Senator’s ‘fossil’ energy theory a remnant of the past

Senator Alexander’s ideas about energy are as outdated as the fossil fuels he supports.  In a recent op-ed published in the Chattanooga Free Times (see below), the Senator cites our nation’s excessive energy use and current low percentage of electricity coming from renewable sources as reasons why renewables won’t make it anytime soon.

The Senator gives up before he has even started.  Of course we won’t develop renewables with that kind of defeatist attitude.

Tennessee and the Southeast can meet realistic and pragmatic goals for renewable energy in our region, but we need federal leadership to set the right policies and inspire entrepreneurs with confidence.  Obtaining 25 percent of our electricity from renewable sources by 2025 is not a radical idea-it’s just one that requires a vision for a better future.  In fact, our own recent analysis confirms that the Southeast has the renewable energy resources to meet a 25 percent goal.  With similar goals for energy efficiency, we can reduce the amount of electricity we need and save money for families and businesses across the region.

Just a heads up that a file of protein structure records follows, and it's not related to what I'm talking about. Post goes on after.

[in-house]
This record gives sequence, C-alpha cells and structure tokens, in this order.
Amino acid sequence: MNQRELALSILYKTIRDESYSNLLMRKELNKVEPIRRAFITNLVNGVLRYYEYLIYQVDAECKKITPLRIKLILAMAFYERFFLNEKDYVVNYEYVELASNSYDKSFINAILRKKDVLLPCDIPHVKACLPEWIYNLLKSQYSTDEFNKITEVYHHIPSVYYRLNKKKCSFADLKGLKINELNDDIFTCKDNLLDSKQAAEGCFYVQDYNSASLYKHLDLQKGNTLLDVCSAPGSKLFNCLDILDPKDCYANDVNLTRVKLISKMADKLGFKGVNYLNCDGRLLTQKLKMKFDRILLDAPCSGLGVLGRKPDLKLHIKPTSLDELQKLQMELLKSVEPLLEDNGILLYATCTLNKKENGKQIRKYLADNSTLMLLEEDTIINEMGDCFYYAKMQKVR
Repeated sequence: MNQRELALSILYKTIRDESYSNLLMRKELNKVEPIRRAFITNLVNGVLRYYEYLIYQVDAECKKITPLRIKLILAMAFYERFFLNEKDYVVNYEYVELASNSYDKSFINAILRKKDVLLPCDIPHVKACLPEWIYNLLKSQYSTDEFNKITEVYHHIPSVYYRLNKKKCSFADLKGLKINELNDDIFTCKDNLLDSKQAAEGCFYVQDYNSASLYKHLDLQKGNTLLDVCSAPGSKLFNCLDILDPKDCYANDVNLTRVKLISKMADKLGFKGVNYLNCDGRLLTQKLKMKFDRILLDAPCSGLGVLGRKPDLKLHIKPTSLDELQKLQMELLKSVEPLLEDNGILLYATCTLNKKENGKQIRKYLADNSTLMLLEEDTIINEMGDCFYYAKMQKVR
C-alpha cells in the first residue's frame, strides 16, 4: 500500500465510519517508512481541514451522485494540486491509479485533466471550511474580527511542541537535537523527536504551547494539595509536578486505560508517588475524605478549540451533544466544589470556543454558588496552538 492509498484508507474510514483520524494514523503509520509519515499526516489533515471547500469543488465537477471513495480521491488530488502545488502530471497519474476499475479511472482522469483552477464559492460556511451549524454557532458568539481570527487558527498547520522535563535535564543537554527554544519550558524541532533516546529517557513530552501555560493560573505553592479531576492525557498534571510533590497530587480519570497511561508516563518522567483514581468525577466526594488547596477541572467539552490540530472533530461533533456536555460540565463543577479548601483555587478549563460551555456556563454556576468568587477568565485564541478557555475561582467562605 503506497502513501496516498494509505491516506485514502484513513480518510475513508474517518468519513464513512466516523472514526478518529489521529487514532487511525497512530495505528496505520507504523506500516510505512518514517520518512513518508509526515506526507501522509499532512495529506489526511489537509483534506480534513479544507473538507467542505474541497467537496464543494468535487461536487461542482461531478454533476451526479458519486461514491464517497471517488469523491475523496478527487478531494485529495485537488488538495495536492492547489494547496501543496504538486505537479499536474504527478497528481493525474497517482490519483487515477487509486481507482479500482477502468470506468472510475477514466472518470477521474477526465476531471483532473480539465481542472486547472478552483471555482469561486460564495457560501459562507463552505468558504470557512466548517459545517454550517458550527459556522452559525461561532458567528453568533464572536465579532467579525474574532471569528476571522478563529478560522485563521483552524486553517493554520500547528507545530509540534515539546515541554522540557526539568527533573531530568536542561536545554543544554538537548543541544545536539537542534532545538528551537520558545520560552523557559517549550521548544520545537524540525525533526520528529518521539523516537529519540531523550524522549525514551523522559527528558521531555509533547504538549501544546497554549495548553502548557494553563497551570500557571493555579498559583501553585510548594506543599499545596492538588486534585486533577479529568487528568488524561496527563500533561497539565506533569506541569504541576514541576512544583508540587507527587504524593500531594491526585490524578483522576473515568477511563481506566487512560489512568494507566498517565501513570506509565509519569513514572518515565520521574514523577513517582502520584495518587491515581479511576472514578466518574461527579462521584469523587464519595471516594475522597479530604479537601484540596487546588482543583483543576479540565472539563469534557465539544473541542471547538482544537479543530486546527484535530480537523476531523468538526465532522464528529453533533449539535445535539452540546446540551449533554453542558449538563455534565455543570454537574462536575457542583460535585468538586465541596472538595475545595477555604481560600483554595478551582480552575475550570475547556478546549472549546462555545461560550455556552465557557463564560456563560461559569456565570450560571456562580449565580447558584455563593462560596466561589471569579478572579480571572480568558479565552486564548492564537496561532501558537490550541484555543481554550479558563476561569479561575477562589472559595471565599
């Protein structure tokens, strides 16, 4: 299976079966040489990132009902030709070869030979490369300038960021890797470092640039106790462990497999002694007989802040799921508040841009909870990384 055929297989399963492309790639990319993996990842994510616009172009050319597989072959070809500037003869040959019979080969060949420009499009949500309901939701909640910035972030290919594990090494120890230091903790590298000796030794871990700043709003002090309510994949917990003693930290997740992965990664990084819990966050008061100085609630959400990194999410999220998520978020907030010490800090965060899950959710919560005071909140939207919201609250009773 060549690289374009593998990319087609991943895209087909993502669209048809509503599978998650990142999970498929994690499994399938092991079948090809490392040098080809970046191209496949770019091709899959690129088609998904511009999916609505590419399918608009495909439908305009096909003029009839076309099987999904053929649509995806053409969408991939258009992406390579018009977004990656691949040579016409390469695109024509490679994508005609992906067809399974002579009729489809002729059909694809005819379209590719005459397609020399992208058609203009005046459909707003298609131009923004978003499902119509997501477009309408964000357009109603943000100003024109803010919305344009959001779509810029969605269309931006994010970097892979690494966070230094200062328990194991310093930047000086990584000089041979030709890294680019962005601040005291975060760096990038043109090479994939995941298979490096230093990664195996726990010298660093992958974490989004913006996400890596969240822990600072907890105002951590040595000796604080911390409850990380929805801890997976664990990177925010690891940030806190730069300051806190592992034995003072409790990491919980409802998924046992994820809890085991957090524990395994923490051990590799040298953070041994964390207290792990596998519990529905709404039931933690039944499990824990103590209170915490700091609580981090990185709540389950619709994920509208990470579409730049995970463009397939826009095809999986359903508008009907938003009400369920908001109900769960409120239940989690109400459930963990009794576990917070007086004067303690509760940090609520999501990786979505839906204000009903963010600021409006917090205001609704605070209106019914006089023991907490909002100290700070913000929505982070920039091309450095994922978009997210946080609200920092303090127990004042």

A commitment to developing our region’s renewable energy markets will kick-start our economy, create thousands of new green jobs and improve our energy security.  If Senator Alexander gave as much emphasis and support to renewable energy as he did for supposedly “clean” coal, then we would be living and working in a clean energy economy much sooner than he thinks.

The following pieces, published by U.S. Senator Lamar Alexander and SACE’s Tennessee Valley Energy Policy Associate Sam Gomberg, ran side-by-side on March 15, 2009 in the Chattanooga Times Free Press.

Burning question
Renewables cannot satisfy energy needs in near future
Lamar Alexander U.S. senator, Tennessee

The Tennessee Valley Authority says it may cost $800 million to clean up the coal ash spill at its Kingston power plant. Burning coal to make electricity is a major reason East Tennessee has unhealthful air. And coal-fired power plants produce 40 percent of the carbon that America contributes to climate change.

So why burn coal?

In his inaugural address, President Barack Obama said, “We will harness the sun and the winds and the soil to fuel our cars and run our factories.” Such renewable power will make a contribution, but here are several reasons why we will be using coal – cleaner coal – to make electricity for the foreseeable future.

First, we need a lot of electricity and we have plenty of coal. The United States uses 25 percent of all the world’s electricity, and coal produces half of what we use. (It produces 60 percent of what we use in the TVA region). “Renewable energy” from wind, solar and geothermal sources produces 3 percent. According to TVA, an independent study estimates that if we put giant wind turbines on the maximum number of ridges in the TVA region, it would still produce only about 3 percent of the electricity customers need.

Second, the United States is the Saudi Arabia of coal. We don’t have to import it from unfriendly nations that might hold us hostage.